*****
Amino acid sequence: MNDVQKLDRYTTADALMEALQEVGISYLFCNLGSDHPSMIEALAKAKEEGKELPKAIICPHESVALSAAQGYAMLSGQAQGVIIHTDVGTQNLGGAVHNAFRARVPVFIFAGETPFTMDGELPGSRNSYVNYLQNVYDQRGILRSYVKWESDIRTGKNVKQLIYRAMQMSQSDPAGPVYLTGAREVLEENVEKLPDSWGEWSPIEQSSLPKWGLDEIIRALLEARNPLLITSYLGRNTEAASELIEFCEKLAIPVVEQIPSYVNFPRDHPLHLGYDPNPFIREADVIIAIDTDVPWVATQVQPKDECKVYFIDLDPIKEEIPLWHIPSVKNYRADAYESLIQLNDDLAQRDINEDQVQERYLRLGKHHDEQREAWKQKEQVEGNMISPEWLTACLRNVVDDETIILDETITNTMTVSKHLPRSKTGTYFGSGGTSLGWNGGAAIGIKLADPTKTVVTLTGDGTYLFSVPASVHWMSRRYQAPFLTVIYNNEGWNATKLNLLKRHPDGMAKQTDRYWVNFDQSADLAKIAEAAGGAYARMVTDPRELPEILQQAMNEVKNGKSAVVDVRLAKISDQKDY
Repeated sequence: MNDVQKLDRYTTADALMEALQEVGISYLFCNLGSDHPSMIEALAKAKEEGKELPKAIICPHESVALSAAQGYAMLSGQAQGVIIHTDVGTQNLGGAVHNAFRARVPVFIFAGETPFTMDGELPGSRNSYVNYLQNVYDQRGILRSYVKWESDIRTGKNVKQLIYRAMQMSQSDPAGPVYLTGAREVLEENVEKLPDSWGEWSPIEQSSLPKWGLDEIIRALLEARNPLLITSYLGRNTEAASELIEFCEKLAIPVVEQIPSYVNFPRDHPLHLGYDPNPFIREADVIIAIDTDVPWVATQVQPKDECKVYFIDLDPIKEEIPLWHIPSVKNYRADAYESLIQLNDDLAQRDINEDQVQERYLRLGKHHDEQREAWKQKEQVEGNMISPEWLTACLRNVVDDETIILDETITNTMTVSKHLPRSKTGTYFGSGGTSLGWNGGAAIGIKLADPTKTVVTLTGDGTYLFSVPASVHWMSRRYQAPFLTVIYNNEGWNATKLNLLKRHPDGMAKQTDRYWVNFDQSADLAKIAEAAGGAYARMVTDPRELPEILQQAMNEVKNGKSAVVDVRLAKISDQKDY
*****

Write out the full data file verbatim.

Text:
Amino acid sequence: MNDVQKLDRYTTADALMEALQEVGISYLFCNLGSDHPSMIEALAKAKEEGKELPKAIICPHESVALSAAQGYAMLSGQAQGVIIHTDVGTQNLGGAVHNAFRARVPVFIFAGETPFTMDGELPGSRNSYVNYLQNVYDQRGILRSYVKWESDIRTGKNVKQLIYRAMQMSQSDPAGPVYLTGAREVLEENVEKLPDSWGEWSPIEQSSLPKWGLDEIIRALLEARNPLLITSYLGRNTEAASELIEFCEKLAIPVVEQIPSYVNFPRDHPLHLGYDPNPFIREADVIIAIDTDVPWVATQVQPKDECKVYFIDLDPIKEEIPLWHIPSVKNYRADAYESLIQLNDDLAQRDINEDQVQERYLRLGKHHDEQREAWKQKEQVEGNMISPEWLTACLRNVVDDETIILDETITNTMTVSKHLPRSKTGTYFGSGGTSLGWNGGAAIGIKLADPTKTVVTLTGDGTYLFSVPASVHWMSRRYQAPFLTVIYNNEGWNATKLNLLKRHPDGMAKQTDRYWVNFDQSADLAKIAEAAGGAYARMVTDPRELPEILQQAMNEVKNGKSAVVDVRLAKISDQKDY
Repeated sequence: MNDVQKLDRYTTADALMEALQEVGISYLFCNLGSDHPSMIEALAKAKEEGKELPKAIICPHESVALSAAQGYAMLSGQAQGVIIHTDVGTQNLGGAVHNAFRARVPVFIFAGETPFTMDGELPGSRNSYVNYLQNVYDQRGILRSYVKWESDIRTGKNVKQLIYRAMQMSQSDPAGPVYLTGAREVLEENVEKLPDSWGEWSPIEQSSLPKWGLDEIIRALLEARNPLLITSYLGRNTEAASELIEFCEKLAIPVVEQIPSYVNFPRDHPLHLGYDPNPFIREADVIIAIDTDVPWVATQVQPKDECKVYFIDLDPIKEEIPLWHIPSVKNYRADAYESLIQLNDDLAQRDINEDQVQERYLRLGKHHDEQREAWKQKEQVEGNMISPEWLTACLRNVVDDETIILDETITNTMTVSKHLPRSKTGTYFGSGGTSLGWNGGAAIGIKLADPTKTVVTLTGDGTYLFSVPASVHWMSRRYQAPFLTVIYNNEGWNATKLNLLKRHPDGMAKQTDRYWVNFDQSADLAKIAEAAGGAYARMVTDPRELPEILQQAMNEVKNGKSAVVDVRLAKISDQKDY